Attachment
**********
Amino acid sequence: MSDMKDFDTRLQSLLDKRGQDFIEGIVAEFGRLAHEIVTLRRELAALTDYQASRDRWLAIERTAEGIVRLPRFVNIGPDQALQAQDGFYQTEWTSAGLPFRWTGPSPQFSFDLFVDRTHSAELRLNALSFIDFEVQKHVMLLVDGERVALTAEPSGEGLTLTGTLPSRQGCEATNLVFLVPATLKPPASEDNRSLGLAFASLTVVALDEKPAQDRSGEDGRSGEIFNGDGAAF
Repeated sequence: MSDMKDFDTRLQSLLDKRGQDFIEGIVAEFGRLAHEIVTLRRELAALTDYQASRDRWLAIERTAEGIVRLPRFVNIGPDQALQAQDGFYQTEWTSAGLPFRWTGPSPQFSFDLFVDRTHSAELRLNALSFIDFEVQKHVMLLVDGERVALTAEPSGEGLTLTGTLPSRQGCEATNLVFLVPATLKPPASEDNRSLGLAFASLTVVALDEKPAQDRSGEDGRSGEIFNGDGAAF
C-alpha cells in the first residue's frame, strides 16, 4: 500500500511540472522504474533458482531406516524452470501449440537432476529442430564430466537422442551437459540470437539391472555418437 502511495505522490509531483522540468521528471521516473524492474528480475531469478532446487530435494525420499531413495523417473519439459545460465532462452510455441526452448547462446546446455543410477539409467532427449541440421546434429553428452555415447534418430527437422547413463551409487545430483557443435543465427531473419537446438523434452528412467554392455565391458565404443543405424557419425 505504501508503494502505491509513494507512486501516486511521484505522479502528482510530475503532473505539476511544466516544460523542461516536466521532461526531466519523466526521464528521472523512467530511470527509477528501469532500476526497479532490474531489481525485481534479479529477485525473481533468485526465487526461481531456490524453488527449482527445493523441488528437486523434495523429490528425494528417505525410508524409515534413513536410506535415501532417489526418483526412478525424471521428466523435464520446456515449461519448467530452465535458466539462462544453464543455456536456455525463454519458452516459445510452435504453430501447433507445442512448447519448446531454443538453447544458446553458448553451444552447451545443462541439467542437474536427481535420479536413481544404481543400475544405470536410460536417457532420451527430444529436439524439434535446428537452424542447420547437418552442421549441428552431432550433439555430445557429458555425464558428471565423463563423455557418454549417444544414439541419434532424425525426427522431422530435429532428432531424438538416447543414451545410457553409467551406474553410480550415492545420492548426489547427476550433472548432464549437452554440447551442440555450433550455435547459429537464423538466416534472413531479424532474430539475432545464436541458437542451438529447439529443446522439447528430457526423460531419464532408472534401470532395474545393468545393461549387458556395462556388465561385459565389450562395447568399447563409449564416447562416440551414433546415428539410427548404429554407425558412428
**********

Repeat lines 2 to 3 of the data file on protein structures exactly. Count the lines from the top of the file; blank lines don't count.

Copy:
Repeated sequence: MSDMKDFDTRLQSLLDKRGQDFIEGIVAEFGRLAHEIVTLRRELAALTDYQASRDRWLAIERTAEGIVRLPRFVNIGPDQALQAQDGFYQTEWTSAGLPFRWTGPSPQFSFDLFVDRTHSAELRLNALSFIDFEVQKHVMLLVDGERVALTAEPSGEGLTLTGTLPSRQGCEATNLVFLVPATLKPPASEDNRSLGLAFASLTVVALDEKPAQDRSGEDGRSGEIFNGDGAAF
C-alpha cells in the first residue's frame, strides 16, 4: 500500500511540472522504474533458482531406516524452470501449440537432476529442430564430466537422442551437459540470437539391472555418437 502511495505522490509531483522540468521528471521516473524492474528480475531469478532446487530435494525420499531413495523417473519439459545460465532462452510455441526452448547462446546446455543410477539409467532427449541440421546434429553428452555415447534418430527437422547413463551409487545430483557443435543465427531473419537446438523434452528412467554392455565391458565404443543405424557419425 505504501508503494502505491509513494507512486501516486511521484505522479502528482510530475503532473505539476511544466516544460523542461516536466521532461526531466519523466526521464528521472523512467530511470527509477528501469532500476526497479532490474531489481525485481534479479529477485525473481533468485526465487526461481531456490524453488527449482527445493523441488528437486523434495523429490528425494528417505525410508524409515534413513536410506535415501532417489526418483526412478525424471521428466523435464520446456515449461519448467530452465535458466539462462544453464543455456536456455525463454519458452516459445510452435504453430501447433507445442512448447519448446531454443538453447544458446553458448553451444552447451545443462541439467542437474536427481535420479536413481544404481543400475544405470536410460536417457532420451527430444529436439524439434535446428537452424542447420547437418552442421549441428552431432550433439555430445557429458555425464558428471565423463563423455557418454549417444544414439541419434532424425525426427522431422530435429532428432531424438538416447543414451545410457553409467551406474553410480550415492545420492548426489547427476550433472548432464549437452554440447551442440555450433550455435547459429537464423538466416534472413531479424532474430539475432545464436541458437542451438529447439529443446522439447528430457526423460531419464532408472534401470532395474545393468545393461549387458556395462556388465561385459565389450562395447568399447563409449564416447562416440551414433546415428539410427548404429554407425558412428